Possession for Sale of a Controlled Substance
[Health and Safety Code Sections 11351 and 11378]
Orange County Lawyer William W. Bruzzo at (714) 547-4636.
If you are arrested for possession of a controlled substance for sale you may be charged with Health and Safety Code Sections 11351 or 11378 depending on what type of controlled substance you have.
Notably, while these charges usually concern “street drugs” like Cocaine and Methamphetamine they can also apply to substances commonly thought of as medications.
The elements of possession of a controlled substance for sale is as follows:
- A person exercised control over or the right to control an amount of the drug;
- That the person knew of its presence;
- That person knew of its nature as a controlled substance; and
- The substance was in an amount sufficient to be used for sale or consumption as a controlled substance; and
- That person [possessed] [or] [purchased] the controlled substance with the specific intent to sell the same.
If you are found in actual possession of the drug or “constructive” possession of the drug you may be found guilty of the offenses above. Constructive possession means that the drug may not be on your person but you knowingly exercise control over or the right to control the drug, either directly or through another person or persons.
The first thing every good criminal defense attorney should do in a case involving controlled substances is to look and see whether the way in which the police realized the Defendant possessed the substance was legal under the 4th amendment. This area of criminal law is called “search and seizure” and it is very important to consider this aspect of every controlled substance case. For example, if the substance was found on the Defendant while he was driving, was he/she legally stopped by the police officer? Did the stop occur because of a legitimate traffic infraction or was it because of the Defendant’s race? Or was the stop because the officer had a hunch since the Defendant seemed out place in that particular neighborhood? If the reason for the stop/detention of the Defendant was not legal under the fourth amendment then the attorney can move to suppress the evidence because of the 4th amendment violation under Penal Code Section 1538.5. If the court grants this motion then the case can be DISMISSED. Thus it is very important for the attorney to explore this aspect of the case with the client.
Except for Marijuana, there is no bright line definition for what quantity of a certain controlled substance constitutes an amount sufficient to be considered a saleable amount. Health and Safety Code Section 11357 basically puts 28.5 grams as a personal use amount for marijuana.
In order to prove sales of a drug or the intent to sell, the prosecutor will often put on a police officer with a background in narcotics to act as an “expert” in drug sales. Often times the officer will rely on circumstantial evidence in supporting his assertion that the controlled substance was possessed for the purpose of sales. This evidence can include that the officer simply believes based on his experience that the quantity of the drug is just too much for personal use. He may also rely on certain other indicators: (1) the presence of a scale when the Defendant was arrested; (2) whether the drug was divided in separate baggies; (3) whether the Defendant was found with “pay/owe” sheets, which are used to keep track of who owes him/her money for the sales; (4) a pager; (5) a cell phone. The presence of all or some of these items may cause the officer to arrive at the opinion that the defendant was involved in the sale of a controlled substance.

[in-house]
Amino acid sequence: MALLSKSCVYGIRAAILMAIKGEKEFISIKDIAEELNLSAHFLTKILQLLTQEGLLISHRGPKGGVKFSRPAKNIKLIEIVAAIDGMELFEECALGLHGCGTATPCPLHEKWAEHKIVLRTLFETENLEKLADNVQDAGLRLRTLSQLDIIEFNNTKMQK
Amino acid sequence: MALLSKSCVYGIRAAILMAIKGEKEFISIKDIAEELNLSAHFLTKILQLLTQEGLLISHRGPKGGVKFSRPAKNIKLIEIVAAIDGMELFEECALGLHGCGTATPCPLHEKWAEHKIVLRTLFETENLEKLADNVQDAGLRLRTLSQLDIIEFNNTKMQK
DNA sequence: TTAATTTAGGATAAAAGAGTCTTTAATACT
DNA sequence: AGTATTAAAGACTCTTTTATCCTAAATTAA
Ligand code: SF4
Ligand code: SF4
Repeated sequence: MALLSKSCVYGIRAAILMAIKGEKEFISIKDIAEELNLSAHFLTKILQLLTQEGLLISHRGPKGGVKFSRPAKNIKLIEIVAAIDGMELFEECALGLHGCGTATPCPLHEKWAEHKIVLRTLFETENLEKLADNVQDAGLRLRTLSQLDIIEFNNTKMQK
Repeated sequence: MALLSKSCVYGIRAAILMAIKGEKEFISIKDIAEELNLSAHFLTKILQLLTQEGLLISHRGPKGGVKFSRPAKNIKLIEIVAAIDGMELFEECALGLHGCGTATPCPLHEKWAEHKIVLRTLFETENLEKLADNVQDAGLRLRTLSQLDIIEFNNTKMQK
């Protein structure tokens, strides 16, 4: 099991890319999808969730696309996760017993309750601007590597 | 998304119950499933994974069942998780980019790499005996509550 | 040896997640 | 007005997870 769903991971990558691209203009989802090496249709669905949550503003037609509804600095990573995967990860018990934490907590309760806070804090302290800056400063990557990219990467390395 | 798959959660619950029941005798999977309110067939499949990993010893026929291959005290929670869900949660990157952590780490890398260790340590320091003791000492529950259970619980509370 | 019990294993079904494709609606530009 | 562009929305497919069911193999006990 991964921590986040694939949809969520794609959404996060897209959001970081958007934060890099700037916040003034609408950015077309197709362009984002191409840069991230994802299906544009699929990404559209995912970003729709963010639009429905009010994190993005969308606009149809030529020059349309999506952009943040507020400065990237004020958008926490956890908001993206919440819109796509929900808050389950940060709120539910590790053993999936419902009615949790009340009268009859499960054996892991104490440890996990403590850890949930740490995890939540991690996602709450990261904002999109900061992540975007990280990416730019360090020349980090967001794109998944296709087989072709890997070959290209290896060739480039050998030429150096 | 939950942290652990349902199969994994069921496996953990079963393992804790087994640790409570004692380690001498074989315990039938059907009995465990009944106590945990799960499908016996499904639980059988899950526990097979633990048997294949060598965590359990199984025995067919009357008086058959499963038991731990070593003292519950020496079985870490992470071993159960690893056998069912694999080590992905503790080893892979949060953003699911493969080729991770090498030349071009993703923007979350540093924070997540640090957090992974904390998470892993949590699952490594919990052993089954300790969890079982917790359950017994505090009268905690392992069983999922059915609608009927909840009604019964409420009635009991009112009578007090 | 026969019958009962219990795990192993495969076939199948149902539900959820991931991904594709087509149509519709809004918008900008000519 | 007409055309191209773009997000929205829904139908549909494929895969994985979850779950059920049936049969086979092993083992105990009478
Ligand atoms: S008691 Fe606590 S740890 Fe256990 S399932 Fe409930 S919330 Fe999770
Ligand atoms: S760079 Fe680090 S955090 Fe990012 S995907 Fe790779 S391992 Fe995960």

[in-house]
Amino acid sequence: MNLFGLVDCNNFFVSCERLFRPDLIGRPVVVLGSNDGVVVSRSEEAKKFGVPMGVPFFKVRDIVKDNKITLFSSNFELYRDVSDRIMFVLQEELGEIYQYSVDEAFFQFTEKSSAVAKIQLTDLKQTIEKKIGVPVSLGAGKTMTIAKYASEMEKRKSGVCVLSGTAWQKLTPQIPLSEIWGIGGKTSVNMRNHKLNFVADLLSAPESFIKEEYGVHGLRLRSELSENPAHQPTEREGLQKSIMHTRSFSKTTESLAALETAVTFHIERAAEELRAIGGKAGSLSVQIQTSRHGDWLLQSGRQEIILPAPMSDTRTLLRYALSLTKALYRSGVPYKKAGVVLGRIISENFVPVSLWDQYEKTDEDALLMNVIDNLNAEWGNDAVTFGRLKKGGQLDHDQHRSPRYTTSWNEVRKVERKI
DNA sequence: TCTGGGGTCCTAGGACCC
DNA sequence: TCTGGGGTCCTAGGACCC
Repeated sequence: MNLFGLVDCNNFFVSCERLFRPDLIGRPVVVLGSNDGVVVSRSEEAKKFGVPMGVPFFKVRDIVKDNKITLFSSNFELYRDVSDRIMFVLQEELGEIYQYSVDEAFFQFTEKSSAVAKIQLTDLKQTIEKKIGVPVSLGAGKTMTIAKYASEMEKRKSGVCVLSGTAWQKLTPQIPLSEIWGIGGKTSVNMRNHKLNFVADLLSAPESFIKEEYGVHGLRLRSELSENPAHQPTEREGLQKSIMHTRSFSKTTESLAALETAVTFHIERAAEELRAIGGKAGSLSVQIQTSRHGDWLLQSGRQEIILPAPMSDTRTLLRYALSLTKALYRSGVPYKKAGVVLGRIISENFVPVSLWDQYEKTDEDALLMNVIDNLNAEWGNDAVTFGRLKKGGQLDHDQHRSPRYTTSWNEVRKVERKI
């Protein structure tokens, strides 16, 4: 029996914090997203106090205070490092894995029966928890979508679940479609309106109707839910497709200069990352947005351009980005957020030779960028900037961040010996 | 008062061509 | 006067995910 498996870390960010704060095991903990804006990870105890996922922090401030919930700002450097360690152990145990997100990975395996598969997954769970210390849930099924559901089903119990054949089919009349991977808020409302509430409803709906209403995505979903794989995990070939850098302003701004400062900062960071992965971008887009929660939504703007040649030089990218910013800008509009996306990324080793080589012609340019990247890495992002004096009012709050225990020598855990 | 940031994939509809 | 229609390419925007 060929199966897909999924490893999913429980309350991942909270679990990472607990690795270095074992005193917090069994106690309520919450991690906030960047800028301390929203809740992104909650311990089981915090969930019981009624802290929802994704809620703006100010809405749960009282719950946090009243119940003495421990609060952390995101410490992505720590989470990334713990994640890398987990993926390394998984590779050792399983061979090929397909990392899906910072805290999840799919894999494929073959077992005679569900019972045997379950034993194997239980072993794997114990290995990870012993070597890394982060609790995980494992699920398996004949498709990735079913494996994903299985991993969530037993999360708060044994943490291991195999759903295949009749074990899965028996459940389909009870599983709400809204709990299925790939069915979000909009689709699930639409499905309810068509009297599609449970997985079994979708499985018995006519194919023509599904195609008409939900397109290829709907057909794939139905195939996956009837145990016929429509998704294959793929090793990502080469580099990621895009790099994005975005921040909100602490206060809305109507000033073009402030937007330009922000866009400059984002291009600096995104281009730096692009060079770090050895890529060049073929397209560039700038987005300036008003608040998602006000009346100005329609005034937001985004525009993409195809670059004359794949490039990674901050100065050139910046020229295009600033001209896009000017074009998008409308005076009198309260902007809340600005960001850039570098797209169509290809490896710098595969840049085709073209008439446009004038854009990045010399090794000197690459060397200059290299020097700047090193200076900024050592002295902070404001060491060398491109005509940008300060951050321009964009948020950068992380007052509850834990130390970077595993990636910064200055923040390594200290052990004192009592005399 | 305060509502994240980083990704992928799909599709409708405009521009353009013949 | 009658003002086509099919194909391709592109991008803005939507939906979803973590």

The police officer can be countered with a defense expert who can explain to the court or a jury the reasons why the amount of the substance and other factors do not necessarily show that sales of a controlled substance was occurring.
Often times when the controlled substance is found under the seat of a vehicle the prosecutor will argue that the driver/owner of the vehicle must have known of the presence of the substance simply because they are the owner/driver of the vehicle and even though there were other people in the car. However, a skillful attorney can counter that argument by explaining to the court or the jury if necessary, how easy it is for a passenger to stash a controlled substance under the seat of a vehicle without the driver/owner being aware.
All drug sales charges are filed as felonies. Health and Safety Code Section 11351 carries a maximum incarceration time of 4 years in state prison while Health and Safety Code Section 11378 carries a maximum of 3 years in state prison. Beware, there can be sentence enhancements when large amounts of controlled substances are found.
Generally speaking, there are no programs available for persons accused of possession of controlled substances for sale. However a skillful attorney can, depending on the facts of the case, convince the District Attorney to amend the charge to one that permits the defendant to attend a program. Otherwise, the Defense can attack the prosecution’s assertion that the amount of the substance and other so called indicators necessarily mean that sales or the intent to sell was actually occurring. Mr. Bruzzo has successfully represented many persons accused of possession with intent to sell.
Please contact Mr. Bruzzo on any criminal matter at (714)547-4636 or fill out the form below: